Rory MacDonald will be looking to bounce back from a shock defeat to Robbie Lawler. A split decision officially, I personally had it clear for Lawler. That outcome proved to be a double whammy as Lawler ended up taking a title shot that would probably have gone to MacDonald after his training partner and mentor vacated his belt. MacDonald will be very keen to ensure that doesn’t happen again. At 24 years of age with 17 professional fights under his belt and only losses to Condit and Lawler it will surely be a matter of time before he gets that chance.

A decision is almost certain here given recent history and both fighters are coming off losses that were certainly unexpected. MacDonald seems to have lost some of his initial spark and needs to get back on track while Maia knows that time is running out. Common sense tells me to go with MacDonald by decision but there are always a few upsets at any card with betting favourites getting turned over and I feel that this could be the one. If Maia can tie up MacDonald on the ground and nullify his ground and pound then it could be a very frustrating night for the young Canadian.

Recommendation: To Win the Fight: Demian Maia – 21/10 (+210) @ Boylesports

Cormier v Cummins:

Once again a late change of participant has rendered a co-main event little more than an exhibition and robbed us of a truly competitive affair. To get in quickly I thought that Evans was hugely overpriced against a first time 205lb’er and was looking to back him. That strategy changes with the introduction of Patrick Cummins.

Cummins is an interesting prospect despite little being known about him. One fight in Strikeforce and three in the regionals gives very little away other than him being unbeaten with all four coming in the first round. He has managed to stoke up a little emotion in Cormier after telling some stories of when they were training partners, allegedly bringing ‘DC’ to tears.

Cormier makes his debut at 205lbs and from the photos circulating on Twitter he is looking very lean. The biggest concern about someone like Cormier making such a big cut is the potential depletion of power and strength. If he retains those then this could be the first time we see him force the stoppage in the UFC.

Cormier has recently favoured the decision win and looked laboured when doing so. Those have been against fighters of a different class to Cummins in Nelson, Mir and Barnett all of whom are very difficult to finish. Cormier has managed to knock out only two opponents since 2010 after opening his career with three on the bounce. Those two knockouts were against the mismatched Dion Staring and a first round demolition of Bigfoot Silva.

I am tempted to take the bet of Cormier in the opening round but I think that he will look to get some competitive minutes under his belt at the new weight. He will also be facing a guy looking to last as long as he can in his debut in an attempt to get an easier fight next time out. For that reason I’ll be taking Cormier in the second round. The odds are simply too big and this should be the round that his class takes over and he finishes the fight by knockout.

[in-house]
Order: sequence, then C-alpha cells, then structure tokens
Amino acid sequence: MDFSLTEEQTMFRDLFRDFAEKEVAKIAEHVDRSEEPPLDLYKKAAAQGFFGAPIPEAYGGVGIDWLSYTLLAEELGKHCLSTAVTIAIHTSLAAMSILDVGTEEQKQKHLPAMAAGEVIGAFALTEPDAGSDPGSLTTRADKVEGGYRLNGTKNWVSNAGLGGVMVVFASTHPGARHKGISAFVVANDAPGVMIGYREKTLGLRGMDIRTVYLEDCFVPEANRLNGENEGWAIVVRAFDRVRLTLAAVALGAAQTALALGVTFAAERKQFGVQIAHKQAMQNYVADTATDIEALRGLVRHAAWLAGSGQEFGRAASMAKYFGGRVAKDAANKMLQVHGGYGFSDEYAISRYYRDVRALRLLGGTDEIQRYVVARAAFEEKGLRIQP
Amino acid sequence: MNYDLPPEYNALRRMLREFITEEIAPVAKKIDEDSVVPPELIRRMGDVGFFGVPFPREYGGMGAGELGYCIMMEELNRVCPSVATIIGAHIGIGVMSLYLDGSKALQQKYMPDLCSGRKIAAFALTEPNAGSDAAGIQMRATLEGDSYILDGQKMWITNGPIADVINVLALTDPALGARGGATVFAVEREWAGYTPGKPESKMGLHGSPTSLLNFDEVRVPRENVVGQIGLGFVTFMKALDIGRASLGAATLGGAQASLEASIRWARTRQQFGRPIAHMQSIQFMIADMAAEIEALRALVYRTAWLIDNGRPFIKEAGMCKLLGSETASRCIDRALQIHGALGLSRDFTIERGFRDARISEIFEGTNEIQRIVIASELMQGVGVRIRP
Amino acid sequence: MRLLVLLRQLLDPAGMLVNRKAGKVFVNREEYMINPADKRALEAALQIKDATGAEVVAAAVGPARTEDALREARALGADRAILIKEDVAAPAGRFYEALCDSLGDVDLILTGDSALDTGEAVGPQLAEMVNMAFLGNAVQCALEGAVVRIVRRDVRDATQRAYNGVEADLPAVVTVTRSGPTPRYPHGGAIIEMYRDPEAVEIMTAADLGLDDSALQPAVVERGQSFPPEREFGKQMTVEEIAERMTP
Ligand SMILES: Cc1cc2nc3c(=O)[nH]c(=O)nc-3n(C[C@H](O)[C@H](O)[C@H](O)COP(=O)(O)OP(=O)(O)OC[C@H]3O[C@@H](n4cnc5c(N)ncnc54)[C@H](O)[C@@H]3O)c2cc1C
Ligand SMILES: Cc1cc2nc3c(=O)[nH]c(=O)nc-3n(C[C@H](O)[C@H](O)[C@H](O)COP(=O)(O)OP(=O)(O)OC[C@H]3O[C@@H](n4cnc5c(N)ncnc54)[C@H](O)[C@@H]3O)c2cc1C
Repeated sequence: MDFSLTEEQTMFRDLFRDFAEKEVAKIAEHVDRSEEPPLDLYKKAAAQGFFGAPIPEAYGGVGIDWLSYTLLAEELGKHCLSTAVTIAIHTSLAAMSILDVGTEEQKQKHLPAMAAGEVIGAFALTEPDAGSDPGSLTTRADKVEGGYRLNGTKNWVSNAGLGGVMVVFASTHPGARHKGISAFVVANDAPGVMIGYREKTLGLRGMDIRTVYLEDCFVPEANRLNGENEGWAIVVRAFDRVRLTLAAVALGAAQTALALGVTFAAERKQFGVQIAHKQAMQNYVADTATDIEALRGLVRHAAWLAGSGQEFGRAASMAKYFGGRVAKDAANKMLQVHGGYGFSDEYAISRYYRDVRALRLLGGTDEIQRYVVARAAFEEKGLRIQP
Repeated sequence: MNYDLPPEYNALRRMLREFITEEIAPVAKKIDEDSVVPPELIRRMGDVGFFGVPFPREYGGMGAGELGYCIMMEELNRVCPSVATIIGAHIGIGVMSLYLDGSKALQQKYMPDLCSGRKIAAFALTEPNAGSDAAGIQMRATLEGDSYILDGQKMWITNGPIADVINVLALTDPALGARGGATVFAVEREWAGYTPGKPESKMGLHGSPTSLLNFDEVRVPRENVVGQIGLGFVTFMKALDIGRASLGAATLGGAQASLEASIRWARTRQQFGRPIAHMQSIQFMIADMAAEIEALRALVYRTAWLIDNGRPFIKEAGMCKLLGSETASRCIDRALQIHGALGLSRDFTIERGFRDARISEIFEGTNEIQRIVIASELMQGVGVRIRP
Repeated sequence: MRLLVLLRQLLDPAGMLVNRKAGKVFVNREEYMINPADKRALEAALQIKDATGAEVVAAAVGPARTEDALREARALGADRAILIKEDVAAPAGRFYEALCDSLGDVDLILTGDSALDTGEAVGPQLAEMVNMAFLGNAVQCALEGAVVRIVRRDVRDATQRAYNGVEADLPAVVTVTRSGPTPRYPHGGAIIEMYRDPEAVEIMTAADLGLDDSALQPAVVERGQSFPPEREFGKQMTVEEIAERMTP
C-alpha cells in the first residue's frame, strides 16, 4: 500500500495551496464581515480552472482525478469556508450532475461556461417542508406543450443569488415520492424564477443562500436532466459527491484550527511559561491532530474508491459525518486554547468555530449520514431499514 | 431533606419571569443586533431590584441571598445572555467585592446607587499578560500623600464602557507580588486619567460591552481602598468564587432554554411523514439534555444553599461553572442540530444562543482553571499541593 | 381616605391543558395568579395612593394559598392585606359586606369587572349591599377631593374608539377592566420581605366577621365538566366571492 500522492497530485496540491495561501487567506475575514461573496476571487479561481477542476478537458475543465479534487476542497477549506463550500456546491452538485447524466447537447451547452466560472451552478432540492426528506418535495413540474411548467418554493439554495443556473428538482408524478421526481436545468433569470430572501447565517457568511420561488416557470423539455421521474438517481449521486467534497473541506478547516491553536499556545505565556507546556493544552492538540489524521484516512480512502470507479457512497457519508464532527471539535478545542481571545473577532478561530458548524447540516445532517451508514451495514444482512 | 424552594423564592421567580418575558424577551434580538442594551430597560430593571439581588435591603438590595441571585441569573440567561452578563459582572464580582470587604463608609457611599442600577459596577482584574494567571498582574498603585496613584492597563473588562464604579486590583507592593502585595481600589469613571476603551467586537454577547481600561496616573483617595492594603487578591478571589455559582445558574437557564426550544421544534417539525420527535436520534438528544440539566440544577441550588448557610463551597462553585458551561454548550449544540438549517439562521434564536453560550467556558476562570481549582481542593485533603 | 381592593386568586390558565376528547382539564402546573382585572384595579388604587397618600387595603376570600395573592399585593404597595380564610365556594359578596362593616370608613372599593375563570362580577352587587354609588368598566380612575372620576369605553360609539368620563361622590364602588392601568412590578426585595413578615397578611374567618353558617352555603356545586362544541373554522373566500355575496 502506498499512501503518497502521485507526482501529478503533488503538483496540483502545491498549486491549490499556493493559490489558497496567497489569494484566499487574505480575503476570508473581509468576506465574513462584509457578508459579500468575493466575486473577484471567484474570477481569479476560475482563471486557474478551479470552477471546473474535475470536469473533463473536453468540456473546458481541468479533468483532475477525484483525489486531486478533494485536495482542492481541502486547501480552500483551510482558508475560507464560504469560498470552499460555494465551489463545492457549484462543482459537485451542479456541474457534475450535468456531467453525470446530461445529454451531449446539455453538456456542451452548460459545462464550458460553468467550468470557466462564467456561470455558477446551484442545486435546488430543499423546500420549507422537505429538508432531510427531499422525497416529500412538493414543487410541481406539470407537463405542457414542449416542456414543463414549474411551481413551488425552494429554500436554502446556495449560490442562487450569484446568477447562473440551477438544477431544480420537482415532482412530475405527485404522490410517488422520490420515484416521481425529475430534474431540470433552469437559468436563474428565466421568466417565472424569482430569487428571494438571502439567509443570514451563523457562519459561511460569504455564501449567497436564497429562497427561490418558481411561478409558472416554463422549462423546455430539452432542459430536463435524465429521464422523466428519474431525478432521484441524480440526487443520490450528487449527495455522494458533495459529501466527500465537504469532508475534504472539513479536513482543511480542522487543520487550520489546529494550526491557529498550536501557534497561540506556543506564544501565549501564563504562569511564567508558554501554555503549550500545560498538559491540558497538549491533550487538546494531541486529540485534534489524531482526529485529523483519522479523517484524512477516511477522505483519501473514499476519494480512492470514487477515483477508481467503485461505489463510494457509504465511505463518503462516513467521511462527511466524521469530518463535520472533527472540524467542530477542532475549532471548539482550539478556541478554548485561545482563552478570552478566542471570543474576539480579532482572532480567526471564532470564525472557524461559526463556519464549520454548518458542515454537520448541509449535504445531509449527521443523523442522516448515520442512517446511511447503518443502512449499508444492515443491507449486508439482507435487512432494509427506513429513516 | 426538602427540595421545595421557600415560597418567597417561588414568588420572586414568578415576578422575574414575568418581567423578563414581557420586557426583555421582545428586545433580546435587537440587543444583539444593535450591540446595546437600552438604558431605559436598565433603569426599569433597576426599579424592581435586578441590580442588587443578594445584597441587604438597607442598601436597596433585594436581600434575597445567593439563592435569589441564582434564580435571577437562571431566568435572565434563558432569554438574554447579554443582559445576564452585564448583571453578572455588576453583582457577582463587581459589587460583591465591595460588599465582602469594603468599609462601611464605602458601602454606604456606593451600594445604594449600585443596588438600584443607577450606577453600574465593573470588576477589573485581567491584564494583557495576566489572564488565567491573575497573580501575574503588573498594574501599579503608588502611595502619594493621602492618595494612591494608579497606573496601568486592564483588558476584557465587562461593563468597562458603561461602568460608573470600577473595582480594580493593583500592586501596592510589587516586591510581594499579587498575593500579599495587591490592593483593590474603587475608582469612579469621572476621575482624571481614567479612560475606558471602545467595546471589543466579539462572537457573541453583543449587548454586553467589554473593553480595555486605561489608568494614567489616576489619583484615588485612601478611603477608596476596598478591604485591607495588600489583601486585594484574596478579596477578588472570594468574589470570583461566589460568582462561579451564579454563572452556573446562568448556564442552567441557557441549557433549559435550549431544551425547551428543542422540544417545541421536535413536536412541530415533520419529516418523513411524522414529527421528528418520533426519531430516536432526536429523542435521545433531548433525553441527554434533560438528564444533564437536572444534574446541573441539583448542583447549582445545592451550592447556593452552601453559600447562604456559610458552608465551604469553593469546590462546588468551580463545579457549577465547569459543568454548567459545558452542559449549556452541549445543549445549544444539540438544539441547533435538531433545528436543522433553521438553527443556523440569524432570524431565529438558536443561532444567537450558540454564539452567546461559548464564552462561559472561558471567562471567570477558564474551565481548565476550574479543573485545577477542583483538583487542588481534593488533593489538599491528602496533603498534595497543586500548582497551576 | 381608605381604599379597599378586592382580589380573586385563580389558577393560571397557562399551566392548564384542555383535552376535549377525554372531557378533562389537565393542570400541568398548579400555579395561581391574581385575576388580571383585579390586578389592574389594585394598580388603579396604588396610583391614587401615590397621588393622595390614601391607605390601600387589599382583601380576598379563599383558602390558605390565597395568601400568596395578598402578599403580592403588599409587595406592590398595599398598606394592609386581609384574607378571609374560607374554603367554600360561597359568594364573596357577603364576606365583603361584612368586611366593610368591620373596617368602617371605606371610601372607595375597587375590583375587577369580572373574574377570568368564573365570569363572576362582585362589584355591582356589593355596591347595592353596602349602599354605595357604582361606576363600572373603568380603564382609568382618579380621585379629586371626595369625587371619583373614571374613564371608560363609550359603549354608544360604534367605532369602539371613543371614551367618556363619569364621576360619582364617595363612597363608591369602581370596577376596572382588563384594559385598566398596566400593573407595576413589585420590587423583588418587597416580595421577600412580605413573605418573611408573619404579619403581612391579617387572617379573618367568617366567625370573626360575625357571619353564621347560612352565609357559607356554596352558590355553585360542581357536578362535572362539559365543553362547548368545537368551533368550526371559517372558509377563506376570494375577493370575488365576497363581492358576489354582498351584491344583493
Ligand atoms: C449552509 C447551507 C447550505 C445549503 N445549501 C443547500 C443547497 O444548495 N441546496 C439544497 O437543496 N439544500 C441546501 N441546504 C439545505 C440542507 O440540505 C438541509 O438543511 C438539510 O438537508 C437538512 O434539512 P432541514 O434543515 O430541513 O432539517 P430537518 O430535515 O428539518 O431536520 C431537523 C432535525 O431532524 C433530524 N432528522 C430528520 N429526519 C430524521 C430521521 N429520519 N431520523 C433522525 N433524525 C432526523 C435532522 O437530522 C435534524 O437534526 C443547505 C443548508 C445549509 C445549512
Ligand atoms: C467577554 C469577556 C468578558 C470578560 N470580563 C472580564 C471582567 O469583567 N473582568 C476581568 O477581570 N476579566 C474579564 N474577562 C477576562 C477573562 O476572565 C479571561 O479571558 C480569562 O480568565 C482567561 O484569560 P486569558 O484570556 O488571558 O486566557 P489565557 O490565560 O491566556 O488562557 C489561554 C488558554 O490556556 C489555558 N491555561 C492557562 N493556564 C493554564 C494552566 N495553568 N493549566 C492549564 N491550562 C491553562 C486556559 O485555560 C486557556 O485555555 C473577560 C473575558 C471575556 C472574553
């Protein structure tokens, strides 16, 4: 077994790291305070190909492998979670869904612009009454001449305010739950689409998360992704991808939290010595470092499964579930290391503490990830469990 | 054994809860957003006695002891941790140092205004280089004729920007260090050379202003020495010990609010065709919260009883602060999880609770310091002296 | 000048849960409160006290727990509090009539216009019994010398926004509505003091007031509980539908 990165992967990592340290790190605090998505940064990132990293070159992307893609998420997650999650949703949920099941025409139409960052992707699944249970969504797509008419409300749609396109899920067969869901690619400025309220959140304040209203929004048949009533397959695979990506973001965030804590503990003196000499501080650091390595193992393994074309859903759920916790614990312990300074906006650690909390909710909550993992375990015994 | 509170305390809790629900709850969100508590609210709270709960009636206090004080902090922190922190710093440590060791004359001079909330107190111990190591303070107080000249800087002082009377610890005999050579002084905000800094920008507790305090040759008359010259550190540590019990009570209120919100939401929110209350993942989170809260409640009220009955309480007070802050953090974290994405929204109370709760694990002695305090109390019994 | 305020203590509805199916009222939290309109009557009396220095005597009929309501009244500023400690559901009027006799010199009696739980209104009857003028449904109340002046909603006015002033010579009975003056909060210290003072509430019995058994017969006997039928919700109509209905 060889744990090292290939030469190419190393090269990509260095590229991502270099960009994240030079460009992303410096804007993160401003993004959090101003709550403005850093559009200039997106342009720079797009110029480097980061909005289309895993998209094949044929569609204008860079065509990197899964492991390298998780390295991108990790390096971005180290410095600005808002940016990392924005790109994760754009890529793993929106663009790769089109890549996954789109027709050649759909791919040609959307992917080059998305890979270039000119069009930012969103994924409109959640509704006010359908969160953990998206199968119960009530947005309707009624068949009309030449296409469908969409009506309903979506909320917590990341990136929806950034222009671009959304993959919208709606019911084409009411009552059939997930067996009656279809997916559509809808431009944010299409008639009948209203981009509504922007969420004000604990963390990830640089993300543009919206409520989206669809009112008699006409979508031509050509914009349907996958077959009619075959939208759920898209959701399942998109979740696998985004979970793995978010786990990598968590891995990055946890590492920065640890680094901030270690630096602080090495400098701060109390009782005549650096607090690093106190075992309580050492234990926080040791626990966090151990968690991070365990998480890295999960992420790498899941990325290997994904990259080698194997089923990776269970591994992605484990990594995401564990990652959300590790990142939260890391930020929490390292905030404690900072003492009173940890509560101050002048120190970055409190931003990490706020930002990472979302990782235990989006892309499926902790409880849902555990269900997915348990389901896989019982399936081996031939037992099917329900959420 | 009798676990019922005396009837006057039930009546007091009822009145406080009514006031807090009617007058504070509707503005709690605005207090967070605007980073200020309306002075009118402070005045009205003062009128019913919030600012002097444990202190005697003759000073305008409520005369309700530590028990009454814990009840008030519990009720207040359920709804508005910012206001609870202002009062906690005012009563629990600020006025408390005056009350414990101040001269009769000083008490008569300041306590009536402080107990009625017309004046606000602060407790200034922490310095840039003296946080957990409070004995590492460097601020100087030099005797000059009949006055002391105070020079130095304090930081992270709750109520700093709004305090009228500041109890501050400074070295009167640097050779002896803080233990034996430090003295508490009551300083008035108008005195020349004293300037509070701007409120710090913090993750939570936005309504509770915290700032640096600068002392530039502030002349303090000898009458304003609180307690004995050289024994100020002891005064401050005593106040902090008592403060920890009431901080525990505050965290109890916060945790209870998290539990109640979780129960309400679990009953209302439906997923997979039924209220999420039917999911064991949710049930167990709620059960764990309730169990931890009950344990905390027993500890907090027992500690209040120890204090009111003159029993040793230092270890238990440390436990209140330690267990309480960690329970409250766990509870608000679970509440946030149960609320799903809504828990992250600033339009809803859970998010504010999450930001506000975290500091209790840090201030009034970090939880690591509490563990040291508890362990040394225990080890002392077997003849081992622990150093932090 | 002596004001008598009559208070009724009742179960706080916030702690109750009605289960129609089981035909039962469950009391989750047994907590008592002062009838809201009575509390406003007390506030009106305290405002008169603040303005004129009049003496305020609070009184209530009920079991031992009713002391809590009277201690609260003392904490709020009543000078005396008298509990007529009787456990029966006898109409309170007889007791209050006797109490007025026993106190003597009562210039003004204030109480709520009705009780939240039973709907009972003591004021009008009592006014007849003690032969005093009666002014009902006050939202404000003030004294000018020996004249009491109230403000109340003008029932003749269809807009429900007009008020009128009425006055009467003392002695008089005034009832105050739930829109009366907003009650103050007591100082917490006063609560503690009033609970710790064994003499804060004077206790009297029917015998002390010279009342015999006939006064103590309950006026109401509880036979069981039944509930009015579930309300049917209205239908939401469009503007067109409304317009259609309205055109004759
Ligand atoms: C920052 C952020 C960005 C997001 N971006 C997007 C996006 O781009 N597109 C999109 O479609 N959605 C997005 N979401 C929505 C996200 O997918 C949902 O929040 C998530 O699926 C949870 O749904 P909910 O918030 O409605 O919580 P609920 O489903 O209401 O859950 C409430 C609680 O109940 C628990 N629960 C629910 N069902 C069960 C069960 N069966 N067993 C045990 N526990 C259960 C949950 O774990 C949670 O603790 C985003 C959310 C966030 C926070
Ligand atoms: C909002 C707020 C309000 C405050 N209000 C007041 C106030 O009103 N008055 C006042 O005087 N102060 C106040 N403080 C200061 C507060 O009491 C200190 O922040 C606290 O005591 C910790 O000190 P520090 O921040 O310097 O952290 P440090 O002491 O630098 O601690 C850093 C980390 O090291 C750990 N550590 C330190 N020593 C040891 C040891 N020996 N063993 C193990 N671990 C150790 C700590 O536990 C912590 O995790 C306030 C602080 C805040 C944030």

Recommendation: Round Betting: Daniel Cormier in Round 2 – 4/1 (+400) @ BetVictor

Rousey v McMann:

Barring the rematch against Tate it seems that any fight involving the Women’s champion is seen as a foregone conclusion. Ronda Rousey has been very predictable in her career to date with all finishes coming by armbar submission and all bar one in the opening round. That level of predictability is not worth the risk in betting. Yes the bet will win but the returns are barely worth the hassle. Last time out that pattern changed and it showed the world that Rousey isn’t going to dominate her way through a single round, nor will she have it all her own way as a smarter fight IQ may even have seen the judges called into action.

While much has been made of Rousey’s Olympic medal her opponent’s similar achievements are often overlooked. Sara McMann, like Rousey, became the first American woman to win a medal in her discipline, wrestling. In fact, she actually bettered this by taking the Silver over Rousey’s Bronze medal.

My general feeling is that, although she enters the octagon unbeaten, those victories have come at a significantly lower level than this. A single win over the overmatched Sheila Gaff represents her experience at the highest level. Despite signing with Strikeforce twice she never actually fought there with her next best being a win over Shayna Baszler in Invicta. To give some perspective Baszler was a recent housemate in TUF under Rousey’s tutelage and took McMann the distance.

As an elite level wrestler McMann will look to get this to the ground and quickly. Unfortunately for her that is exactly what Rousey will look to do en route to taking that arm. The rest will be history. I’ll give the benefit of the doubt to McMann that she may be able to evade tapping in the first round, but she won’t last long into the second. Paddy Power is offering odds against that this finishes in under 1.5 rounds and I am all over that.

Recommendation: Over/Under 1.5 Rounds: Under – 5/4 (+125) @ Paddy Power